My Son’s Brain in School
He doesn’t fit school. School doesn’t fit him. School probably isn’t going to change. My son's brain probably isn’t going to change.

My Son’s Brain in School

A neuropsychologist said of my oldest son: “His brain is not organized the way the world wants it to be, so he has problems functioning. But he doesn’t have behavior problems. His brain doesn’t do those.” My youngest son also has a brain that doesn’t fit the world he lives in, but his brain does cause behavior problems. That makes him a “problem,” especially for schools. He doesn’t fit school. School doesn’t fit him. School probably isn’t going to change. My son’s brain probably isn’t going to change. Not enough to fit school, anyway.

This brain-in-school thing presents a problem. Four problems, actually.

Problem #1: It’s the law
By this, I mean two things. One, the government requires children to be enrolled in school. Two, all children, regardless of what type of brain they’re blessed with (yes, you read that right…), have the right to a free, appropriate, public education in the least restrictive environment. This the [in]famous FAPE in the LRE. (I’ll have to take up the fact that this does not work out for every child in another post.)
Problem #2: The future
My son, like most kids, eventually needs to go to college or a find a vocation. In other words, he needs school to help him build a future. (I could write yet another post about how future worry, future fear drive so much of what we do, especially in education.)
Problem #3: He needs something good
By good, I mostly mean not damaging. Traditional teaching often places demands on these children that are simply (way) too high. He needs a school environment that challenges him while also accommodating his uniquely structured brain.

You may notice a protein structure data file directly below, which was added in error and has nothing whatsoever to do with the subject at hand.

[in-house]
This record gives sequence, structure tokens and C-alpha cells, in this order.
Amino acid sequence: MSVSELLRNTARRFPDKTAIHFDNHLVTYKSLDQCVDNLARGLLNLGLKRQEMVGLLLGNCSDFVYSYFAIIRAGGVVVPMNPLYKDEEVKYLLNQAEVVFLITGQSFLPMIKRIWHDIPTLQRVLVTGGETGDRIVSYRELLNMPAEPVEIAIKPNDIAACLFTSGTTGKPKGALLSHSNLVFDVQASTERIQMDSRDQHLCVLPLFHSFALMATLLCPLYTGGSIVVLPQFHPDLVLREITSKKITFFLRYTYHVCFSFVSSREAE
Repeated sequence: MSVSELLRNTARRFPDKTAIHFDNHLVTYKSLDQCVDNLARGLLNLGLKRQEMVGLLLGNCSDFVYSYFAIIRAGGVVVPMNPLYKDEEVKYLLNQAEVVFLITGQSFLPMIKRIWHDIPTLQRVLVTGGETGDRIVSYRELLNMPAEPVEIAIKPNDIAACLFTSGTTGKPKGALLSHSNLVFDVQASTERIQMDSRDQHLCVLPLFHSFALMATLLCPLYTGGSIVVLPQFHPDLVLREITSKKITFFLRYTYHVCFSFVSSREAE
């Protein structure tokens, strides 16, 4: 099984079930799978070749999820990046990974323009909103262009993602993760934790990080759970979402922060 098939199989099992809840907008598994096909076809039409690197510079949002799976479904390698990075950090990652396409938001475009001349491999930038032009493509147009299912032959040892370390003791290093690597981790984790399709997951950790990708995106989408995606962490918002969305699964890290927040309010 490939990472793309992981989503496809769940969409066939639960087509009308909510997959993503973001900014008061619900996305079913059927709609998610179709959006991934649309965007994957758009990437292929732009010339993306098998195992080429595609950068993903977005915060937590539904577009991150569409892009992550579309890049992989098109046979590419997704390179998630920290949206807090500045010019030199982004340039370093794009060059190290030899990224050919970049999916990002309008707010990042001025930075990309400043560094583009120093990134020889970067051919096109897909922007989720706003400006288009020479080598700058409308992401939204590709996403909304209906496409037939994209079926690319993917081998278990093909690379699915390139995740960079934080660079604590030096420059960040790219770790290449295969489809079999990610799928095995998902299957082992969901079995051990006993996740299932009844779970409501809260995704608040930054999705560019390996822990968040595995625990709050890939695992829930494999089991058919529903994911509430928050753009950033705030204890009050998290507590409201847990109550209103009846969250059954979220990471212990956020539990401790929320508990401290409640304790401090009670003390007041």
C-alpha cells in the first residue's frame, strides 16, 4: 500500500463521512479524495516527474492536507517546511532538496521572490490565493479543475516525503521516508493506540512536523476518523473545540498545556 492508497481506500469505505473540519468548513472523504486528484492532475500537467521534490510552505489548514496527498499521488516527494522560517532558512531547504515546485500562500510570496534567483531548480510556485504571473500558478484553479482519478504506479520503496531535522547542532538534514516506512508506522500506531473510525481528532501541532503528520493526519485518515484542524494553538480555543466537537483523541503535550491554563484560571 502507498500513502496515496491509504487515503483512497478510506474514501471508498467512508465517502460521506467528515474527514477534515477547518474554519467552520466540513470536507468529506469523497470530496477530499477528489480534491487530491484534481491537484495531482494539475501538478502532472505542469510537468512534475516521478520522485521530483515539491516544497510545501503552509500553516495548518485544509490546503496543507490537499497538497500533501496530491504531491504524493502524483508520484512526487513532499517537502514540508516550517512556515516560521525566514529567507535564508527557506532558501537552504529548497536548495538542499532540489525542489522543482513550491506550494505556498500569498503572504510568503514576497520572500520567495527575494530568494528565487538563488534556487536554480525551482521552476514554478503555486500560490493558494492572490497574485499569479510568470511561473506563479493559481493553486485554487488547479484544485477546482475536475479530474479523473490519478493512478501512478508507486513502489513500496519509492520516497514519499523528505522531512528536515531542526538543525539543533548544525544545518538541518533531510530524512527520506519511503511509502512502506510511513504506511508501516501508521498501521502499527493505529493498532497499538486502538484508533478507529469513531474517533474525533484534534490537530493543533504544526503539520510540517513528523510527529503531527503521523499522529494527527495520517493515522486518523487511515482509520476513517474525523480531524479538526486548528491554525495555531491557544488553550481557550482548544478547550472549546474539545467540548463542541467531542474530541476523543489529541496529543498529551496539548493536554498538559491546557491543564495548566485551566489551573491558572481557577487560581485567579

Problem #4: We both need a break
I need a break from him, and he probably needs one from me. Plus, I work.

What to do?

Suggestion 1: Pick your pasture
You’re the shepherd, which means you decide where your lamb and his brain will spend the day. Choose the best pasture you can, and choose new ones as needed. Sometimes this means multiple school moves, which, yes, gets exhausting, expensive, and frustrating. It can also make it you look like a “problem parent,” especially to adults whose children’s brains happen to fit the world. For some of us, our best or only option is the local public school. Other times, private school works. Just don’t ever give up.
Suggestion 2: Ask teachers what they need
Continually ask teachers what you can do to help them work best with your child. I’ve covered books, handled book orders, proctored tests, and helped with grading and different organizational tasks to help my child’s teachers manage their day.
Suggestion 3: Avoid comparisons
Comparing your situation to anyone whose life seems better could make you feel frustrated or defeated. And if the other person’s life seems worse, you might feel better by comparison, or your head may fill with any number of worst-case scenarios.
Suggestion 4: Advocate
Keep asking for what your child needs. Remember, this is how people learn about different kinds of brains. Be respectful, but don’t shut up. Don’t give up.
Suggestion 5: Face reality
As I wrote in an earlier post, accept that this is the deck you are playing from. It’s the hand you hold. The other hand is your child’s. Find the right game for your deck, for your child. And if it doesn’t work, let it go and play again. Which leads me to my last point…
Suggestion 6: Forgive yourself
You are doing the best you can at any given time with the information and resources at your disposal. Some problems cannot be solved. And even if they can be, you’re still going to make mistakes. It’s okay. In that spirit, I will leave you with these wise words from Glennon Doyle’s Carry On, Warrior:
There is really only one way to deal gracefully with being human, and that is: forgive yourself. It’s not a once-and-for-all thing, self-forgiveness. It’s more like a constant attitude. It’s just being hopeful. It’s refusing to hold your breath. It’s loving yourself enough to offer yourself a million more tries. It’s what we want our kids to do every day for their whole lives, right? We want them to embrace being human instead of fighting against it. We want them to offer themselves grace. Forgiveness and grace are like oxygen: we can’t offer it to others unless we put our masks on first. We have to put our grace masks on and breathe in deep. We have to show them how it’s done.

Touching Trauma at Its Heart is a blog written by Attachment & Trauma Network’s voices: a collection of parents, professionals and volunteers who represent a variety of perspectives and experiences related to attachment issues and the effect of trauma on children and on families.

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